Jonathan Murray House

The Jonathan Murray House is a historic house at 76 Scotland Road in Madison, Connecticut. Built about 1690, it is one of a handful of 17th-century houses surviving in the state. The house was listed on the National Register of Historic Places in 1982.[1]

Jonathan Murray House
JMurrayHouse-Madison-CT.jpg
Jonathan Murray House is located in Connecticut
Jonathan Murray House
Jonathan Murray House is located in the United States
Jonathan Murray House
Location76 Scotland Rd., Madison, Connecticut
Coordinates41°17′11″N 72°34′49″W / 41.28639°N 72.58028°W / 41.28639; -72.58028Coordinates: 41°17′11″N 72°34′49″W / 41.28639°N 72.58028°W / 41.28639; -72.58028
Area1.5 acres (0.61 ha)
Builtc. 1690 (1690)
Architectural styleFirst Period
NRHP reference No.82004354[1]
Added to NRHPApril 12, 1982

Description and historyEdit

The Jonathan Murray House is located in a rural-residential setting northeast of Madison Center, on the south side of Scotland Road a short way east of its junction with Bishop Lane. It is a two-story wood-frame structure, with clapboard siding, a stone foundation, and a large central chimney. The roof is distinctive in beginning a short way above the top of the first floor, even though there is a full second story. The facade is five bays wide, with sash windows arranged symmetrically around the center entrance. The windows and entrance transom butt against an overhang marking the start of the second story, which is separated from the eave by several rows of siding. The interior retains many original features, including fireplaces and fireplace surrounds, cabinetry, wide board flooring, and portions of original (or very old) plaster.[2]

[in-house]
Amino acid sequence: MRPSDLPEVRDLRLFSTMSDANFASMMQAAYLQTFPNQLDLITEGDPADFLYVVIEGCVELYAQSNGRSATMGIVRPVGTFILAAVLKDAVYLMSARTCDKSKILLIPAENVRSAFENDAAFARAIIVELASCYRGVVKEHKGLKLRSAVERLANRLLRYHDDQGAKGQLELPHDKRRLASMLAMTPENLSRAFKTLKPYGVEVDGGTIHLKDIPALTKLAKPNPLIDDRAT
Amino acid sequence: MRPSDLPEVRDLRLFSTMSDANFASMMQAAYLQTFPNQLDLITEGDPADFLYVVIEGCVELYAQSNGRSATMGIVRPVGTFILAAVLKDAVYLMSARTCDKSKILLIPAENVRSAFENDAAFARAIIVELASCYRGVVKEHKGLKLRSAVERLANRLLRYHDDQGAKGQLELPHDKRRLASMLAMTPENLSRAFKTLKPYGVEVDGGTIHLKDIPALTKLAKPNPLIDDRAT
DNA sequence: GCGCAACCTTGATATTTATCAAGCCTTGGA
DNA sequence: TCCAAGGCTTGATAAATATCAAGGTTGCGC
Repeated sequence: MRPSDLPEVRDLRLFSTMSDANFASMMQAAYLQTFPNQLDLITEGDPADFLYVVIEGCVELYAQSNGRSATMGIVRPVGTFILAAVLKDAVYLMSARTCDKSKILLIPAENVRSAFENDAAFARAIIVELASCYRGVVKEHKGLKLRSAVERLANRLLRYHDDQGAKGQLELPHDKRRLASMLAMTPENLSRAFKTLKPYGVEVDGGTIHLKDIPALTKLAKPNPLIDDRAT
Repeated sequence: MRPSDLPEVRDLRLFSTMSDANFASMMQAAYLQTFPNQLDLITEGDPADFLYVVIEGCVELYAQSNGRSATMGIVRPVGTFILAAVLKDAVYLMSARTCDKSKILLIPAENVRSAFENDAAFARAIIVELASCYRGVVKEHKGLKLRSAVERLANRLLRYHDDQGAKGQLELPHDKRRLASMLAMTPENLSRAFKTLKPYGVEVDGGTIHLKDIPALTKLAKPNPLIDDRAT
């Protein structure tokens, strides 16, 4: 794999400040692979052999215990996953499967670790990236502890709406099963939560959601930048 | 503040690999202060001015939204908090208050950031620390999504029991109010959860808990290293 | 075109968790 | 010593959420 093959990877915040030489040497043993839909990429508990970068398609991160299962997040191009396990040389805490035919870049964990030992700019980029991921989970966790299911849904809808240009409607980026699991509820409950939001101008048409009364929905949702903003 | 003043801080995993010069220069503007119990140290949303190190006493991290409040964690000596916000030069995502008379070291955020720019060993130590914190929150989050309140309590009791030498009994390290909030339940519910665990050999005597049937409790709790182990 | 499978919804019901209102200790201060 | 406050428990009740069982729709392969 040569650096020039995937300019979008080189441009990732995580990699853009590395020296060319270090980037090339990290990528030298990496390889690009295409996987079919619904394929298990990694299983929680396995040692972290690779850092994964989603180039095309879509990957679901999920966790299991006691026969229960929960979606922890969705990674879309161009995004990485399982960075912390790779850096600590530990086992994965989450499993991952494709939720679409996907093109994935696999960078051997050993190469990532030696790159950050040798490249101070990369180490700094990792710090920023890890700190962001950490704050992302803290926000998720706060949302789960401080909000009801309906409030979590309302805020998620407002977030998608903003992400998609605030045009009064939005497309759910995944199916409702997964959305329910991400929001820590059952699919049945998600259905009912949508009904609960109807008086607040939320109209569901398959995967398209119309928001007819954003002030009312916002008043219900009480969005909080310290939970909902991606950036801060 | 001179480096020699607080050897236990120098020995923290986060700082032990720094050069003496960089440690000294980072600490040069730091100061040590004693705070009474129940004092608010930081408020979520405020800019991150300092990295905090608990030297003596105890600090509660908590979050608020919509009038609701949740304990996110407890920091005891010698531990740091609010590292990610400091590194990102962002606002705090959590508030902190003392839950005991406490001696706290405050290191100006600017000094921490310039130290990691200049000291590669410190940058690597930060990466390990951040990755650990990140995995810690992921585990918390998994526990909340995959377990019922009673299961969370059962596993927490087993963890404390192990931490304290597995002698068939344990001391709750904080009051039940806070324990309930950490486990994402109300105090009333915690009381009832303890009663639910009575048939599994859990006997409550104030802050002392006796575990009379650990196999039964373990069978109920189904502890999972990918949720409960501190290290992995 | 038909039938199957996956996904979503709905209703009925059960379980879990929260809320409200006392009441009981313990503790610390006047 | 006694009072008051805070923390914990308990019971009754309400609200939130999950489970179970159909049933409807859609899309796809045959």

It is presumed, based on available documentary evidence and architectural analysis, that this house was built about 1690 by Jonathan Murray, a Scottish settler who arrived in the New Haven Colony in 1685. It is one of the state's small number of 17th-century houses. It remained in the Murray family until 1800, and then the Neeley family until 1923. It was first fitted with electricity and plumbing in 1956.[2]

See alsoEdit

ReferencesEdit

  1. ^ a b "National Register Information System". National Register of Historic Places. National Park Service. March 13, 2009.
  2. ^ a b "NRHP nomination for Jonathan Murray House". National Park Service. Retrieved 2015-01-23.